To review the signalment, clinical characteristics, and outcome of horses with nonhealing corneal ulcers treated with diamond burr debridement (DBD); and to evaluate the role of ulcer duration, size and location, and bandage contact lens (BCL) placement on healing.Animals
From January 2012–April 2013, 60 horses were diagnosed with ulcers classified as nonhealing based on the presence of raised epithelial margins and duration of at least 7 days.Procedure
Retrospective record review.Results
Average age of included horses was 14.68 years, SD 8.17 years. There were three times as many males (45) as females (15), (Symbol = 15, P = 0.001). Forty-eight horses (80%) had nonhealing ulcers uncomplicated by associated corneal disease. In the remaining horses, associated corneal disease included esinophilic keratitis (10%), calcific band keratopathy (5%), endothelial decompensation (1.67%), habronemiasis(1.67%), and lid suture abrasion (1.67%). Average corneal ulcer duration prior to diamond burr debridement (DBD) was 29.0 days (n = 56). Ulcers occurred most commonly in the axial cornea (41%). Fifty-five of 60 horses (92%) healed with DBD. Healing time, defined as time to epithelialization following DBD, averaged 15.5 days, SD 9.32 days, and was not correlated with patient age or ulcer duration, location, or size prior to or following DBD. Healing time was significantly longer for eyes in which a BCL had been placed (n = 28, 19.0 days) than for eyes without a BCL (n = 32, 12.9 days), F(1,58) = 5.543, P = 0.02. DBD was considered a failure for five horses (8%).Conclusions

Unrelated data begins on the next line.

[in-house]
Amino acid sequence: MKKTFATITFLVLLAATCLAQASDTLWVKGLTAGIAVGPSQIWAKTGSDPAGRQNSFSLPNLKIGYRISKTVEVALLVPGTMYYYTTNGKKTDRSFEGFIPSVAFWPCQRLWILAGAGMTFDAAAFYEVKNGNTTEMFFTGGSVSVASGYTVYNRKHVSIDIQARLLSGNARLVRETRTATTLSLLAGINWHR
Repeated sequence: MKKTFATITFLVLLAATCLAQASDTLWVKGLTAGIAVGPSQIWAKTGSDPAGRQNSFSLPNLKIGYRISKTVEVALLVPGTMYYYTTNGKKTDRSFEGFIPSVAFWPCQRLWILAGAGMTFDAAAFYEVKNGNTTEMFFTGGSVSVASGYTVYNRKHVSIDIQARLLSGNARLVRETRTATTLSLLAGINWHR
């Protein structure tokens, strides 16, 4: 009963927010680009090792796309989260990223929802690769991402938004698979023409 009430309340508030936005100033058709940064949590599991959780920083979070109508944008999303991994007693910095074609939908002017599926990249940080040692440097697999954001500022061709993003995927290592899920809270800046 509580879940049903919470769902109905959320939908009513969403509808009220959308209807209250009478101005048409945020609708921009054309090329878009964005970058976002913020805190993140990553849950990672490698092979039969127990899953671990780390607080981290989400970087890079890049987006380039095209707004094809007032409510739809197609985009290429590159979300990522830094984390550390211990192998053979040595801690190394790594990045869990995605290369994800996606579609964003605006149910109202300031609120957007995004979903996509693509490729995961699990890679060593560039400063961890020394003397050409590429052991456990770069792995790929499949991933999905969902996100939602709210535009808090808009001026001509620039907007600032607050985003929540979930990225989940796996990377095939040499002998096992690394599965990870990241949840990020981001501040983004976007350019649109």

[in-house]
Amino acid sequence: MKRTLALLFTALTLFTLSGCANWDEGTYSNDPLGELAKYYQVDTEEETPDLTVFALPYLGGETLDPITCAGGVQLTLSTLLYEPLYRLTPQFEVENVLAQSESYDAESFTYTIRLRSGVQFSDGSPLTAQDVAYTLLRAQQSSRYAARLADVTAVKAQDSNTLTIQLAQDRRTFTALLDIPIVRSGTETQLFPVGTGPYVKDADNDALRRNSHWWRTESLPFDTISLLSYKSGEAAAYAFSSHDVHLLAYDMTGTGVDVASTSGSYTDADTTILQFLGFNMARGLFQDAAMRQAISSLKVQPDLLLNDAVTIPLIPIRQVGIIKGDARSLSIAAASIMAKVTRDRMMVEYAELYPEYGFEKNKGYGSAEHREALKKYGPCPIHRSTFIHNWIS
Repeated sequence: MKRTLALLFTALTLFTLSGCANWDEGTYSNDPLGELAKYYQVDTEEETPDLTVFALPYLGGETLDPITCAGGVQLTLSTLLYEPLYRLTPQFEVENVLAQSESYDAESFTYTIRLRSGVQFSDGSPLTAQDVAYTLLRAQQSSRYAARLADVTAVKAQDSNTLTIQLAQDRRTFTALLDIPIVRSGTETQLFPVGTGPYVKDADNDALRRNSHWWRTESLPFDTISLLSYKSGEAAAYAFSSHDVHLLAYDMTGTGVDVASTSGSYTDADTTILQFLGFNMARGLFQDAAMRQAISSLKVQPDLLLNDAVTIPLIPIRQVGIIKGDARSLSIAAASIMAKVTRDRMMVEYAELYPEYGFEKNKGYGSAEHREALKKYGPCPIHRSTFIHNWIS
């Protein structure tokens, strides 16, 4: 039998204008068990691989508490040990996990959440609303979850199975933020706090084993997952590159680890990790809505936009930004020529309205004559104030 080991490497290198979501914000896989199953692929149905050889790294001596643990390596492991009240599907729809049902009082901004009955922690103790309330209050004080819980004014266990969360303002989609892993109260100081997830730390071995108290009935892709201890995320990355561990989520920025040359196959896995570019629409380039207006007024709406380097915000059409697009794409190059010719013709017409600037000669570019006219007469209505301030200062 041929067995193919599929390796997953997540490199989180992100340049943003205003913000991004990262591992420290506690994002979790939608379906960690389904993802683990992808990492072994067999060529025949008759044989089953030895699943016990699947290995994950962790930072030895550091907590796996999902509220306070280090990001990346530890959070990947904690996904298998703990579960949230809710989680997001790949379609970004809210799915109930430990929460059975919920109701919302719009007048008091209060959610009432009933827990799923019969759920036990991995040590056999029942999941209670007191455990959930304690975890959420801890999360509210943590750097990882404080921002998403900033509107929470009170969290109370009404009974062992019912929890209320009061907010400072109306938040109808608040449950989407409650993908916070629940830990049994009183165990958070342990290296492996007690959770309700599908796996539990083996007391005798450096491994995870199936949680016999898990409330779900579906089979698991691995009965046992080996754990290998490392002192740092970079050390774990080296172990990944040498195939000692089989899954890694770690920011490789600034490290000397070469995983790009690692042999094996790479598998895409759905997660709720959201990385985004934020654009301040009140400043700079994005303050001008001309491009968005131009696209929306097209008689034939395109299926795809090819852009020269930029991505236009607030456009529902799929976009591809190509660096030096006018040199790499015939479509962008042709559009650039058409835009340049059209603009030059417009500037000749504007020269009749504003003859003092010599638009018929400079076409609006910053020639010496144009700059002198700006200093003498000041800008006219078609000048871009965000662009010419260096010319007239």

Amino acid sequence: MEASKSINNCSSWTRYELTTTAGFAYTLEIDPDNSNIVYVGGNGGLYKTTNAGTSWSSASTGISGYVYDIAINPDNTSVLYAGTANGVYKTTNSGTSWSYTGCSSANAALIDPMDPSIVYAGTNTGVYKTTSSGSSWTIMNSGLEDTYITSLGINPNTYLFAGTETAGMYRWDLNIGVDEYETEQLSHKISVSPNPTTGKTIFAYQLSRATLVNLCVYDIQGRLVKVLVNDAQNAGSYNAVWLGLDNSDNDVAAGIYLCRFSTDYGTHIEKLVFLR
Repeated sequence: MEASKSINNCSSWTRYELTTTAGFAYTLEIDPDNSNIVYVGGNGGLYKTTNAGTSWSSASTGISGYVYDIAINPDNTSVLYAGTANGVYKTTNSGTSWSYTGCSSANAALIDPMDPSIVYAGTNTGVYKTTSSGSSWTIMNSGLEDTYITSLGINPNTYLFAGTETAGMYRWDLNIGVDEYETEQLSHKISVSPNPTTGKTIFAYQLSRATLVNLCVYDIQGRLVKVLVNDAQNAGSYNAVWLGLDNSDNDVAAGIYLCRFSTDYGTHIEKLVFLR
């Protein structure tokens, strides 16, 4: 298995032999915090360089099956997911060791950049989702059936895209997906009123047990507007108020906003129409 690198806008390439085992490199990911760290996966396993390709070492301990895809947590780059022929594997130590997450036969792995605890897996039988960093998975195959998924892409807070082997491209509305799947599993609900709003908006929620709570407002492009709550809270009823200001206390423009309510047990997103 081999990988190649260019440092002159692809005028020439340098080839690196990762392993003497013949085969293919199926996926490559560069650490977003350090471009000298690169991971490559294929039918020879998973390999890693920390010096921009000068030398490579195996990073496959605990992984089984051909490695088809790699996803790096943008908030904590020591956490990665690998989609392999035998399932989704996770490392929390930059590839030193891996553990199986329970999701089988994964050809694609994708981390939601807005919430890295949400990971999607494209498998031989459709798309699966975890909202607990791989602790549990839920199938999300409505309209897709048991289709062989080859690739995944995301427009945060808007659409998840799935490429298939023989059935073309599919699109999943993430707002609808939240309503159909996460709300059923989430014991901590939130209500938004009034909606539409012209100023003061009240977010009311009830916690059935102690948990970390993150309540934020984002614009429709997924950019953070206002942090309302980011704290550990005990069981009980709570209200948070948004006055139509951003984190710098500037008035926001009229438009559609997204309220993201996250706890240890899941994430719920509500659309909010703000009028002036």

DBD may be an effective treatment for nonhealing corneal ulcers in horses.